AGGREGATE function must compile the aggregation map before it can calculate the data. If 100 users query the same workspace, the aggregation map will be compiled 100 times. If you precompile the aggregation map and save it in the analytic workspace, then it is a task that is done once as part of the build process. If you leave the compilation to be done as a result of user queries, then it is a task that will be repeated for every user.
You can use one
AGGREGATE command to aggregate data for more than one variable, as long as the following conditions are true:
Suppose your workspace contains the following named composite and variable definitions:
DEFINE PROD.GEOG.CHAN COMPOSITE <PRODUCT GEOGRAPHY CHANNEL> DEFINE SALES DECIMAL <TIME PROD.GEOG.CHAN <PRODUCT GEOGRAPHY CHANNEL>> DEFINE UNITS INTEGER <TIME PROD.GEOG.CHAN <PRODUCT GEOGRAPHY CHANNEL>> DEFINE PROJECTED_SALES DECIMAL <TIME PROD.GEOG.CHAN <PRODUCT GEOGRAPHY CHANNEL>>
Because these variables have identical dimensionality, you can use one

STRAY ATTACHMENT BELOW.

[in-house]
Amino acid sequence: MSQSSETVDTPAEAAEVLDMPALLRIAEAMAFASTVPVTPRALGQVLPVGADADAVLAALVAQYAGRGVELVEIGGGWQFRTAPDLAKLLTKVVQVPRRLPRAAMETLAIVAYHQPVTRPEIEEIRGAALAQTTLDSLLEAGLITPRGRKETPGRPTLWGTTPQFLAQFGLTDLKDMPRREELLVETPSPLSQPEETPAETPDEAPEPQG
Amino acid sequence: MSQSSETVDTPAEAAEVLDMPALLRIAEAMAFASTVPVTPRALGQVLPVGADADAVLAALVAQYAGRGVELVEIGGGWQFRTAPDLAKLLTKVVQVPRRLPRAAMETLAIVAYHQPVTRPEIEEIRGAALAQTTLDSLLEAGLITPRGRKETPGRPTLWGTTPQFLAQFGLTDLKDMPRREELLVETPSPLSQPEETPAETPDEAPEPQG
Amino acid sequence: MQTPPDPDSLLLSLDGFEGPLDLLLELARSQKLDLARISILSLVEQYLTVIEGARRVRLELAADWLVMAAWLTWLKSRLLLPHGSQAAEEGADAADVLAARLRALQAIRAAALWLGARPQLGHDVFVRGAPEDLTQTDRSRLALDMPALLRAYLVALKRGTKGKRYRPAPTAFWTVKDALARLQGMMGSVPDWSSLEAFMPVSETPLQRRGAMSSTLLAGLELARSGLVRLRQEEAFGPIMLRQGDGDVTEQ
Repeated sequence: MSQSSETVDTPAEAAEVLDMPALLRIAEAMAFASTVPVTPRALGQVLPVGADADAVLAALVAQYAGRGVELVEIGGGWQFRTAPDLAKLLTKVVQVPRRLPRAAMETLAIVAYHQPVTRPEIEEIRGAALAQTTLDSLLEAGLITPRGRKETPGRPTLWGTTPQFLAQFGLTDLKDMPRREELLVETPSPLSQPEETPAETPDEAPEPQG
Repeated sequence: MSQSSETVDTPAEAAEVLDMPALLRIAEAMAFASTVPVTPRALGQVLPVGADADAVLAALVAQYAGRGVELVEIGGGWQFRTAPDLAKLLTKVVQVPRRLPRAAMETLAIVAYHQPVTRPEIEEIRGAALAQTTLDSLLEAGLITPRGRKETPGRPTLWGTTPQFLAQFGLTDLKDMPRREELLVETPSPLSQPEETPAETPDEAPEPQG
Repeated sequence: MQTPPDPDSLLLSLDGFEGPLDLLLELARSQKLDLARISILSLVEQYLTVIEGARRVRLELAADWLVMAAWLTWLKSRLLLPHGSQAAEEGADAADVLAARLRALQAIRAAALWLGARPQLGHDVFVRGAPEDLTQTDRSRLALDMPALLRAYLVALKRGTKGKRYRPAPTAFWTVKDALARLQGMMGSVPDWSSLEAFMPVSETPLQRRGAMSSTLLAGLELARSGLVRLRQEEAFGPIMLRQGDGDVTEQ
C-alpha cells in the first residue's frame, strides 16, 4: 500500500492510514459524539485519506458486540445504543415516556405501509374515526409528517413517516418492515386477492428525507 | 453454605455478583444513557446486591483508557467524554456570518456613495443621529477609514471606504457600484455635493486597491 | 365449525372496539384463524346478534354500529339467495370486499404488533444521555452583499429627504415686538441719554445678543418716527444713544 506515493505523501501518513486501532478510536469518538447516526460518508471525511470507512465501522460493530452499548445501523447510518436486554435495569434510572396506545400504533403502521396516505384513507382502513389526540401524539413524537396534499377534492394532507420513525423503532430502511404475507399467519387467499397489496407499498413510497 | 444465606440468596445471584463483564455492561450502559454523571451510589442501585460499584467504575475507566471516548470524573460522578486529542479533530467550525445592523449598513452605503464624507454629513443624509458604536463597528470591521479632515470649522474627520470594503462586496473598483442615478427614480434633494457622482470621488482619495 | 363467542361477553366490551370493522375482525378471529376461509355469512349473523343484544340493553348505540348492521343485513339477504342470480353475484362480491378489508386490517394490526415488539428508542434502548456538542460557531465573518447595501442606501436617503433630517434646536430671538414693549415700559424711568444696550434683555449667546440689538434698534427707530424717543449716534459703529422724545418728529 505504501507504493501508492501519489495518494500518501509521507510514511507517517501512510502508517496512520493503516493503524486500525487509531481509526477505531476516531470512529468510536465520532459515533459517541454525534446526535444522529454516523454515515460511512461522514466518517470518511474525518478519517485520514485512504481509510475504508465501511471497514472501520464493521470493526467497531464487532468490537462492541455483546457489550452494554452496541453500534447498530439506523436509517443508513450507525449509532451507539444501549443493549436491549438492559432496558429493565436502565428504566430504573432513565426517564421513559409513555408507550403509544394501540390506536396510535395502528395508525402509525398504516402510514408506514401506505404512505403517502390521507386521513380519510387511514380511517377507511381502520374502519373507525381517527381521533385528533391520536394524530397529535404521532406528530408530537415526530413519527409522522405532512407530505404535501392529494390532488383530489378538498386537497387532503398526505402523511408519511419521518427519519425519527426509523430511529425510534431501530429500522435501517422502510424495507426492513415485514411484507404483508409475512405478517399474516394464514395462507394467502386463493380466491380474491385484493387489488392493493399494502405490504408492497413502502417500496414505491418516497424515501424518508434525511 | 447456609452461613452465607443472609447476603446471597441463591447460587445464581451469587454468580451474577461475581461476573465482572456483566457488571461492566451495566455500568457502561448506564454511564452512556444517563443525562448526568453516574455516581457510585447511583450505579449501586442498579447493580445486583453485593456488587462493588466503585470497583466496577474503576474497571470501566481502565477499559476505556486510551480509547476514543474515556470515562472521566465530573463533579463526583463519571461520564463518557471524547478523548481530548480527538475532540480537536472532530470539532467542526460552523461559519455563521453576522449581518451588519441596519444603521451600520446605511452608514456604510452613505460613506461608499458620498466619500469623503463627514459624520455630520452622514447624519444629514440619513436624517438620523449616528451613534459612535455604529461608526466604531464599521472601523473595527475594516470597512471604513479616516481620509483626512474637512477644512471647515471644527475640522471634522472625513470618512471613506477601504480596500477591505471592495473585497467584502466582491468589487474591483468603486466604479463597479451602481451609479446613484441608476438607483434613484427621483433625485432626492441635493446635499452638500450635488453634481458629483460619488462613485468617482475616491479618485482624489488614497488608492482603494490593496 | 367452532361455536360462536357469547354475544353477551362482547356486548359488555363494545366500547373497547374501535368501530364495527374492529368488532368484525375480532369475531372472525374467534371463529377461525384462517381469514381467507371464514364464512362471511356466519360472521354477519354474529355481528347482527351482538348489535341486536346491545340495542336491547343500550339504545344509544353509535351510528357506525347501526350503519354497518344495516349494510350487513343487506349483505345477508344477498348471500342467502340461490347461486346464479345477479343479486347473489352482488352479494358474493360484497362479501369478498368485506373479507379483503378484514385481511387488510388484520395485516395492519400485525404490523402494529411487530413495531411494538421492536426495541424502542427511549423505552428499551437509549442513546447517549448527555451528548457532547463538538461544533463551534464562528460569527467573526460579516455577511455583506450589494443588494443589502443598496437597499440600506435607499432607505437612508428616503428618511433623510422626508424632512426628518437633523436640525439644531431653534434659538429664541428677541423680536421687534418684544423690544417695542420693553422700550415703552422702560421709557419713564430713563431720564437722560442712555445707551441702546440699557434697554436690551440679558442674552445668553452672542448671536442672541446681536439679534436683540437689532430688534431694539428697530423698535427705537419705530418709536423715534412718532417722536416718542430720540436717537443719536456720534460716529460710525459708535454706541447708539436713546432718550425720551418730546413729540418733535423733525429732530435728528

AGGREGATE command to aggregate the data for all three variables.
Suppose you have defined an aggregation map named
sales.agg. You would use the following command to aggregate data for all three variables:
Suppose your workspace contains the following definitions for a named composite and three variables:
DEFINE PROD.GEOG.CHAN COMPOSITE <PRODUCT, GEOGRAPHY, CHANNEL> DEFINE SALES DECIMAL <TIME PROD.GEOG.CHAN <PRODUCT, GEOGRAPHY, CHANNEL>> DEFINE UNITS INTEGER <TIME SPARSE <PRODUCT, GEOGRAPHY, CHANNEL>> DEFINE PROJECTED_SALES DECIMAL <TIME SPARSE <PRODUCT, GEOGRAPHY>>
The following comparisons explain how the dimensionality is different for each variable:
salesvariable uses a named composite,
prod.geog.chan, whose base dimensions are
unitsvariable uses an unnamed composite, whose base dimensions are
channel. Even though the unnamed composite has the same dimensions in the same order as the named composite, Oracle OLAP considers the named composite and the unnamed composite to be two different workspace objects. Therefore,
unitsdo not have the same dimensionality.
project_salesvariable also has an unnamed composite, whose base dimensions are
geography. However, it is not identical to the unnamed composite that the
unitsvariable uses, because it does not include the
Because the dimensionality for each variable is different, you will have to define a different aggregation map to aggregate data for each variable. Therefore, you will have to use a different
AGGREGATE command for each variable.